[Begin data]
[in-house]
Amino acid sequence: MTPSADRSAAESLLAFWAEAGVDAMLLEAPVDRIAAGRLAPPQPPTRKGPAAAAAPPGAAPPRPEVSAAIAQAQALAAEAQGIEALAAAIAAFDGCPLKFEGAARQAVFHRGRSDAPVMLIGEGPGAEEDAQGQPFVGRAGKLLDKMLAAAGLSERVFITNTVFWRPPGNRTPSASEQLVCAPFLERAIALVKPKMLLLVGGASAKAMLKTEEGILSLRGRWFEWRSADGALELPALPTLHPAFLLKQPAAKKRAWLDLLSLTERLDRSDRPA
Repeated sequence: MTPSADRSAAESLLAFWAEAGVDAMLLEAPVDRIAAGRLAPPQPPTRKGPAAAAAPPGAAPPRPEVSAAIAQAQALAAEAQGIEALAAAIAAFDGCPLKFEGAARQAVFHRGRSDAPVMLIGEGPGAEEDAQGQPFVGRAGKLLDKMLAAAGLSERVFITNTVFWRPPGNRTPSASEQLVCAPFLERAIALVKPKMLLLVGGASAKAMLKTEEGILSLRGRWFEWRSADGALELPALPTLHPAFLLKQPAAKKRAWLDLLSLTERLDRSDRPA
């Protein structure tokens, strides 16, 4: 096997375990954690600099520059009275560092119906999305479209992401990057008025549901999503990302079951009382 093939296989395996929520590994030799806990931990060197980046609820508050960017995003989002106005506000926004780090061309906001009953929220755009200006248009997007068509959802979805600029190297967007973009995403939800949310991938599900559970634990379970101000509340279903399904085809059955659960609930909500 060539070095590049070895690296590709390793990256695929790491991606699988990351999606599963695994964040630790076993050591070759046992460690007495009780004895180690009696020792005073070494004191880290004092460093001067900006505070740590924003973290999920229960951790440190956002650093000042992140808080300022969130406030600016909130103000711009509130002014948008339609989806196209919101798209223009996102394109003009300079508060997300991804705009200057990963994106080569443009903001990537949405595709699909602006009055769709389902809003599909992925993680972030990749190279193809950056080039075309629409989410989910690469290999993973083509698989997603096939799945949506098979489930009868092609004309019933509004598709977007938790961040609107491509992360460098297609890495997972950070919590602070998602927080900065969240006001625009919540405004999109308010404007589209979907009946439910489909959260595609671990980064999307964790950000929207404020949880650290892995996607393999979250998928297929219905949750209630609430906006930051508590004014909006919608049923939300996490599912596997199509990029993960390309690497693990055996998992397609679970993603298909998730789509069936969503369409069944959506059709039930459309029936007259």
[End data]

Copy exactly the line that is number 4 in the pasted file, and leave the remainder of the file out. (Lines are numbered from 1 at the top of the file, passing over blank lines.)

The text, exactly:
């Protein structure tokens, strides 16, 4: 096997375990954690600099520059009275560092119906999305479209992401990057008025549901999503990302079951009382 093939296989395996929520590994030799806990931990060197980046609820508050960017995003989002106005506000926004780090061309906001009953929220755009200006248009997007068509959802979805600029190297967007973009995403939800949310991938599900559970634990379970101000509340279903399904085809059955659960609930909500 060539070095590049070895690296590709390793990256695929790491991606699988990351999606599963695994964040630790076993050591070759046992460690007495009780004895180690009696020792005073070494004191880290004092460093001067900006505070740590924003973290999920229960951790440190956002650093000042992140808080300022969130406030600016909130103000711009509130002014948008339609989806196209919101798209223009996102394109003009300079508060997300991804705009200057990963994106080569443009903001990537949405595709699909602006009055769709389902809003599909992925993680972030990749190279193809950056080039075309629409989410989910690469290999993973083509698989997603096939799945949506098979489930009868092609004309019933509004598709977007938790961040609107491509992360460098297609890495997972950070919590602070998602927080900065969240006001625009919540405004999109308010404007589209979907009946439910489909959260595609671990980064999307964790950000929207404020949880650290892995996607393999979250998928297929219905949750209630609430906006930051508590004014909006919608049923939300996490599912596997199509990029993960390309690497693990055996998992397609679970993603298909998730789509069936969503369409069944959506059709039930459309029936007259």